Milton Berle, television's No. 1 Jew.

Milton Berle, television's No. 1 Jew.

Milton Berle, television's No. 1 Jew.

Arts, entertainment, and more.
March 28 2002 5:19 PM

Kaddish for Uncle Miltie

Milton Berle, television's No. 1 Jew.

Milton Berle

It's the unkindest thing one can say about a dead comedian, but it's the sad truth: Milton Berle wasn't that funny. At least, his work doesn't stand the test of time. He practiced a brand of physical comedy—all pratfalls, cross-dressing, and sight gags—that thrived in the ratings for about three years in the late '40s and early '50s. His style worked marvelously on small fuzzy TV sets. His mania sliced through the static. Bob Hope once quipped, "I think he ought to be investigated by the Atomic Energy Commission." But as the sets got bigger, the picture clearer, Uncle Miltie increasingly seemed overwrought, a vaudevillian out of his element. There was a reason that he was left hosting Jackpot Bowling at the end of the '50s.

Franklin Foer Franklin Foer

Franklin Foer is a Slate contributing editor and the author of World Without Mind.

Advertisement

In truth, Berle's greatness has little to do with his demented energy or the way he tumbled over a couch or cracked wise about his wife. His greatness has to do with the strange fact of his celebrity: Television's first star was an unabashed Jew, a very Jewy Jew.

Before television, there was vaudeville, and Berle took a turn on the circuit. Nostalgia for this time began as soon as the era ended. But the troupes of performing Jews who toured the American hinterland were essentially minstrels. Some practiced a form of dialect comedy that made merciless fun of Yiddish accents. (Fanny Brice had to learn her famous mama-loshen shtick.) Others, take Jack Benny and Groucho Marx, appropriated Jewish stereotypes—the cheap Jew, the bookish Jew—and made them the essence of their comedy.

There was an element of this in Berle's work, too. It was undeniably funny to hear him pepper his gags with words like tuchus or kishkas. But there was no self-consciousness about his use of Yiddish. Unlike Benny, whose TV character celebrated Christmas, Berle didn't think twice about referring to the holiday of Sukkot, or as he called it "Sukkos." It was just the way a kid from Upper Manhattan talked, not a play to his audience's stereotypes. Sure, he'd humiliate himself for a laugh. But with his physicality, his tall frame, his too-confident demeanor, his seeming strength, he was the anti-Woody Allen, the unnebbish.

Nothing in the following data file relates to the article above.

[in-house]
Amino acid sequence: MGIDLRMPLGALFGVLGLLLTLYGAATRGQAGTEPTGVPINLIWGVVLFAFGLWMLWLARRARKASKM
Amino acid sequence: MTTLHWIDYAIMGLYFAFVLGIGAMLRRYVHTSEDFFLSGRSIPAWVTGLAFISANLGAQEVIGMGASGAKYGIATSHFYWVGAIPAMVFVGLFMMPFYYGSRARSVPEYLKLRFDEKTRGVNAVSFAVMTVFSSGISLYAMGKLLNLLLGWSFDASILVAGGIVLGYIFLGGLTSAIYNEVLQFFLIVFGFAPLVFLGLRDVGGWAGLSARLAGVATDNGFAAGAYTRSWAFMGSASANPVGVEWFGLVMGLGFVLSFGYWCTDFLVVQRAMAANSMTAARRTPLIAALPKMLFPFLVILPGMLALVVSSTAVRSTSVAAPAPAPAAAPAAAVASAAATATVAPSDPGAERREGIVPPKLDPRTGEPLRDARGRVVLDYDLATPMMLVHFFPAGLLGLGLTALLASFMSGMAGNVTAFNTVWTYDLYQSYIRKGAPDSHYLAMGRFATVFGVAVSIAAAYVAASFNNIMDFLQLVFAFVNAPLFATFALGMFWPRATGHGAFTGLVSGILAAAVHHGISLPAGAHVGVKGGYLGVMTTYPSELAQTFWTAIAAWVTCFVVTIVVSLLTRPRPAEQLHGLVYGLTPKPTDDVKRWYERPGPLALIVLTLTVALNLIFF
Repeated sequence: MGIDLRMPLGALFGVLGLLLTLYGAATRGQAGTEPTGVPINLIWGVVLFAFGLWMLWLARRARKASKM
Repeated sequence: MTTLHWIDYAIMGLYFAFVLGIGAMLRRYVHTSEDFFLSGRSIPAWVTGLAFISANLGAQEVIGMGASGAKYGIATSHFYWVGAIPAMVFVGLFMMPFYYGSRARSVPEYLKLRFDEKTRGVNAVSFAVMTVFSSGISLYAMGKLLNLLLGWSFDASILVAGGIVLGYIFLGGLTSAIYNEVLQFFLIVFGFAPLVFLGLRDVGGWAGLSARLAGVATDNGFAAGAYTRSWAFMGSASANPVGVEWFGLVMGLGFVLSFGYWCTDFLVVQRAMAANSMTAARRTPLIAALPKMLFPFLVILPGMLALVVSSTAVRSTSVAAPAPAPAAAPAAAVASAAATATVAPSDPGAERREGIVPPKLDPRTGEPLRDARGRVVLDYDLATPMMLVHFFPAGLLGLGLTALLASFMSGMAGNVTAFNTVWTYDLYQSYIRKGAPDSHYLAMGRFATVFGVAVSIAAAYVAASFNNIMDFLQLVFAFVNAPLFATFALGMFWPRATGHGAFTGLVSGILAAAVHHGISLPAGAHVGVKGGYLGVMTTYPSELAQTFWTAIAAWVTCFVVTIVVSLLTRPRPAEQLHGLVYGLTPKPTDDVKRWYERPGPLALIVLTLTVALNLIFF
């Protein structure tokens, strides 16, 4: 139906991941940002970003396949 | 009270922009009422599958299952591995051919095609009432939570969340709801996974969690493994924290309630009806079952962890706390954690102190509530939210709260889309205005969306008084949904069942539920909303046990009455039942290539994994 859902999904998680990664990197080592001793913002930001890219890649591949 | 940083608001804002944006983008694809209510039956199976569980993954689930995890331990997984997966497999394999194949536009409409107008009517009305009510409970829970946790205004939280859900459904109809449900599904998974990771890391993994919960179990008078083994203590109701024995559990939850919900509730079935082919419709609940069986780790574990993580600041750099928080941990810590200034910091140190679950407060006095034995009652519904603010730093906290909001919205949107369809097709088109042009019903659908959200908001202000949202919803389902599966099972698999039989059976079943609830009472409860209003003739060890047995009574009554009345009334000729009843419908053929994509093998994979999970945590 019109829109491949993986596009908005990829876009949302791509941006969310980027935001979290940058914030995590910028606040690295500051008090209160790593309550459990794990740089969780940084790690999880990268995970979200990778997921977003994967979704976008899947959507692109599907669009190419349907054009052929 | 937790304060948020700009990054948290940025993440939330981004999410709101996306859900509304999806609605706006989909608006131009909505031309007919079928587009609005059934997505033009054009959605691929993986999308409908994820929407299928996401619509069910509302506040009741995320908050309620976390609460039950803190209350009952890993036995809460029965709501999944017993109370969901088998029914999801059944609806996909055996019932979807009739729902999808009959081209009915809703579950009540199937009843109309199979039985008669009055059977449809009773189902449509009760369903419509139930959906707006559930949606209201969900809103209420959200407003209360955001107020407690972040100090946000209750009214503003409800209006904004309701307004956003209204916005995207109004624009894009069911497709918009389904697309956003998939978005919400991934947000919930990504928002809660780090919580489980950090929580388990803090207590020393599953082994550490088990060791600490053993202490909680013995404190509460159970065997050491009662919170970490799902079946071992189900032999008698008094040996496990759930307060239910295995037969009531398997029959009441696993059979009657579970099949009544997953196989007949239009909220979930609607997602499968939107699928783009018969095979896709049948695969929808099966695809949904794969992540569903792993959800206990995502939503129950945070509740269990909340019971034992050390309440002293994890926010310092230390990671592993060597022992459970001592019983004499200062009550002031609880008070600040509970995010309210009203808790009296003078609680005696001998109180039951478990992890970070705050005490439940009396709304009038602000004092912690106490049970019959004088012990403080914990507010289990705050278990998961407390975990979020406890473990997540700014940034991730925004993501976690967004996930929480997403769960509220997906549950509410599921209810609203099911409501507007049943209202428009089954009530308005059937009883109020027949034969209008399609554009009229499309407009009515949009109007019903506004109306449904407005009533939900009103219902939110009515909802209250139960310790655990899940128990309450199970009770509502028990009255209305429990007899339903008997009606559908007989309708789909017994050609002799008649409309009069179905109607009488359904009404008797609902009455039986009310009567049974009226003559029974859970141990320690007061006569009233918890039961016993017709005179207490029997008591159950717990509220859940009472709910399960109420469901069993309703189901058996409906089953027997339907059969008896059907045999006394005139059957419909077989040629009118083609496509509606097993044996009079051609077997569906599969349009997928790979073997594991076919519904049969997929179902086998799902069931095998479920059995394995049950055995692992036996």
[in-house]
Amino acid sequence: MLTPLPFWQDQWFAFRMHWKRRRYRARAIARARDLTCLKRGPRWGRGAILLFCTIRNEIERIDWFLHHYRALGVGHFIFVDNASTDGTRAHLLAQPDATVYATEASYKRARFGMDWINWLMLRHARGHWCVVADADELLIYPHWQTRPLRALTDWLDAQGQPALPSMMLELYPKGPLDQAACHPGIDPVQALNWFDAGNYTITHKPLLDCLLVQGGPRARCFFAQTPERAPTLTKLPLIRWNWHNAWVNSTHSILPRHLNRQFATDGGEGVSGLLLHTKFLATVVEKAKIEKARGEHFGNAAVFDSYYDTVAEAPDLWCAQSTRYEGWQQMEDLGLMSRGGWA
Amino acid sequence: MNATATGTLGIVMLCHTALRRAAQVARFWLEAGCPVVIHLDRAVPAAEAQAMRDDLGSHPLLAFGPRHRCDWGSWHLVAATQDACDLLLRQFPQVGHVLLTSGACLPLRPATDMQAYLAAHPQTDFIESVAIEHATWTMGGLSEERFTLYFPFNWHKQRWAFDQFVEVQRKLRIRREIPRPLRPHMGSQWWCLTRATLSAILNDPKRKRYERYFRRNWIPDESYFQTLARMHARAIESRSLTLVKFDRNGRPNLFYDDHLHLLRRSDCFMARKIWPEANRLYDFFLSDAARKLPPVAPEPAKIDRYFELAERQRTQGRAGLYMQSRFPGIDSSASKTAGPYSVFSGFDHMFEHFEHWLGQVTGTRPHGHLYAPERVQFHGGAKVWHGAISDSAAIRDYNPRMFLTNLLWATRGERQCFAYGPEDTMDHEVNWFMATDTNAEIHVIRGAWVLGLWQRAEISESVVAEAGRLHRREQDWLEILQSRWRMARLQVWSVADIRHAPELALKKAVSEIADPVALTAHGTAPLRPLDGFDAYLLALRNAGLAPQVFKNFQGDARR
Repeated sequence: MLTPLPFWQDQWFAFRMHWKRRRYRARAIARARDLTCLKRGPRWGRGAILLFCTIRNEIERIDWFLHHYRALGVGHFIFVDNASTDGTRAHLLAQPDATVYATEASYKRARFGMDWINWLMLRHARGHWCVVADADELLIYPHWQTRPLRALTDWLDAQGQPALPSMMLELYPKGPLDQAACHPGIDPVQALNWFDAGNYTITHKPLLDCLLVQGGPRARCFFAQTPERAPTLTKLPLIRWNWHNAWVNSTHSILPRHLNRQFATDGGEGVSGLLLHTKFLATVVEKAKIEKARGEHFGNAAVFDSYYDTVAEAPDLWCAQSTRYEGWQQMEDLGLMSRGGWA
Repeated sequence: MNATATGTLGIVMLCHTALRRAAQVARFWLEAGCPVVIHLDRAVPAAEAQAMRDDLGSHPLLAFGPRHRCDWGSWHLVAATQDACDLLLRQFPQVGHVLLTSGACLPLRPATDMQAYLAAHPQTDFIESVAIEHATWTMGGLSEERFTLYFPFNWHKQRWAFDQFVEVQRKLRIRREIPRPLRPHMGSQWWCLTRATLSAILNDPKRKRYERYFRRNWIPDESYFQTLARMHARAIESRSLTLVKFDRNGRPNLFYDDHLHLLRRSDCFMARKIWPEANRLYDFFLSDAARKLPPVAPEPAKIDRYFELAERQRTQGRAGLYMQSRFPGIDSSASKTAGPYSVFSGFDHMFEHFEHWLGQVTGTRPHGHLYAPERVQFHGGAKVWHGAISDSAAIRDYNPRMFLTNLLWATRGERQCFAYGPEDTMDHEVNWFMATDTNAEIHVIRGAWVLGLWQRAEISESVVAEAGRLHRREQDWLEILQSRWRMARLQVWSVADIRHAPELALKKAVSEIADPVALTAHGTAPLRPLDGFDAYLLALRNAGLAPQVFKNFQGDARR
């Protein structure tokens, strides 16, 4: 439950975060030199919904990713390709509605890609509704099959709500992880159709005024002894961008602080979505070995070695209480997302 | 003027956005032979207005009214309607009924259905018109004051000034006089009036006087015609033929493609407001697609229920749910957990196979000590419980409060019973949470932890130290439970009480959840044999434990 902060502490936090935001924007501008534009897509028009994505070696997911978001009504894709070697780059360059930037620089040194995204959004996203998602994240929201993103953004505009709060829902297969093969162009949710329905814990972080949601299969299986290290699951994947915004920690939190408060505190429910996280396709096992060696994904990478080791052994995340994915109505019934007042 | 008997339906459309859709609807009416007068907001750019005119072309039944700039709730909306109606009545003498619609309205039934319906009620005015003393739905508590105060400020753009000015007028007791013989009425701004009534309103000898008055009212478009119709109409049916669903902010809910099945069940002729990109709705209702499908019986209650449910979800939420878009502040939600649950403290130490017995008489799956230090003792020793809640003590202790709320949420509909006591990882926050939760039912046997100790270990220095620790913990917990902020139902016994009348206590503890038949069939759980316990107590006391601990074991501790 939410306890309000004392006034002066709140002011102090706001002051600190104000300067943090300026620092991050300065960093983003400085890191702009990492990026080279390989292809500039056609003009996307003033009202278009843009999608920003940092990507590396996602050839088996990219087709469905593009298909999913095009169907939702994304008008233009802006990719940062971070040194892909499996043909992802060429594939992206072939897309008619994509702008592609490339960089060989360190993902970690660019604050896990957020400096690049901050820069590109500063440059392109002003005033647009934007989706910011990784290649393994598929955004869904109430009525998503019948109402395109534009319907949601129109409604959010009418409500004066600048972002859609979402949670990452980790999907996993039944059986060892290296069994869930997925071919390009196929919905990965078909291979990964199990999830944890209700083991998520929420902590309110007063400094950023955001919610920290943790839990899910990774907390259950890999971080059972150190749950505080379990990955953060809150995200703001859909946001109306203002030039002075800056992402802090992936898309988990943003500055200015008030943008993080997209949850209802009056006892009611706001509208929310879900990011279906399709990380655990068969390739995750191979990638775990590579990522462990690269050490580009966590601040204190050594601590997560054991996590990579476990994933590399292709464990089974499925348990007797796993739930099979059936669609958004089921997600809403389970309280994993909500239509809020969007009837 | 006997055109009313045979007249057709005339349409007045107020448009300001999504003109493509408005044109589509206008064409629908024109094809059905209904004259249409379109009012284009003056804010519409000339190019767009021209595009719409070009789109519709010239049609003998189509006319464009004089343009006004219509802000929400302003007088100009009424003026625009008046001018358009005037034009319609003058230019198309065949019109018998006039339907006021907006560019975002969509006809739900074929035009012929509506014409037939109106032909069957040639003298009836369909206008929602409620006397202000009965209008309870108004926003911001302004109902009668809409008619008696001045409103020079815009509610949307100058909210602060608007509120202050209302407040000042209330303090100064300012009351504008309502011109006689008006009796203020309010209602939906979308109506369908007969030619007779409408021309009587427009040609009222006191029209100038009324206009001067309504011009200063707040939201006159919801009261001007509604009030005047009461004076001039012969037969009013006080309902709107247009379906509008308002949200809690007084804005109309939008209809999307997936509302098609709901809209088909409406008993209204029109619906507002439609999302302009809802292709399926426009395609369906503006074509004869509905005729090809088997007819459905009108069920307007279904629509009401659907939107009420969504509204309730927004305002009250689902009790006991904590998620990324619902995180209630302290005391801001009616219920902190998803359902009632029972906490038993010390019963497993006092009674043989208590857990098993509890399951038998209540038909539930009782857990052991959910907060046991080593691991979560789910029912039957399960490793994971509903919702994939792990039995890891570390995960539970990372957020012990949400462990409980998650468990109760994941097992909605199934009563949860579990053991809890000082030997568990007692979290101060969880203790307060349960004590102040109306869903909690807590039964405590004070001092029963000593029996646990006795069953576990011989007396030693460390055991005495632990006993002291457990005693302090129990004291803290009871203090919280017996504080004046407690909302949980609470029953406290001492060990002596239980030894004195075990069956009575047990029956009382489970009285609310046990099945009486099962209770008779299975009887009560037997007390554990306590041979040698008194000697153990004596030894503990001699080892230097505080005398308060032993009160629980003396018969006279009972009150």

Berle was a Jewish star for his times. He rejected the ethos of the Hollywood moguls like Louis Mayer and Adolph Zukor, who, as Neal Gabler's book An Empire of Their Own shows, did everything in their power to abnegate their identities and promote assimilation. And Berle had an identity that jibed with the Zionist post-Holocaust Zeitgeist, the moment that Jews cracked the academy's quotas and shattered the boardroom's exclusionary policies. Long before Joe Lieberman, Berle showed that you could exist as Jew in the mainstream without changing your identity or assimilating.

The networks didn't agree. By the end of the '60s, the ethos of the Hollywood moguls returned. As television ceased to be a seat-of-the-pants experimental medium, the suits decided that Jews couldn't sell in the hinterlands. Berle, Sid Ceasar, and Phil Silvers were some of the stars the networks deemed too urban and too Jewish. When Carl Reiner produced a 1960 autobiographical pilot about his life, the executives insisted that he make his character less intellectual; they transported him away from New York and made him a goy. And Carl Reiner couldn't play himself. The role went to Dick Van Dyke and it became The Dick Van Dyke Show.

Aside from Lenny Bruce, who lives in myth, this brief golden age of comedy has been largely consigned to the archives. Good luck even finding Berle or Silver on late-night reruns. But it's worth remembering that Caesar and Berle had more latitude to joke about their ethnicity than Rhoda or Seinfeld. (While Jewish in a general sense, Seinfeld never expressed his identity in a more profound way than necking at a screening of Schindler's List.) They were unworried about ethnic sensitivities, their own or others. Intuitively, they understood America to be a pretty tolerant place. If Hollywood had paid closer attention, it would have seen that the country had a Jewish uncle called Miltie. And even though he sometimes told some real stinkers—whose Jewish uncle doesn't?—they loved him.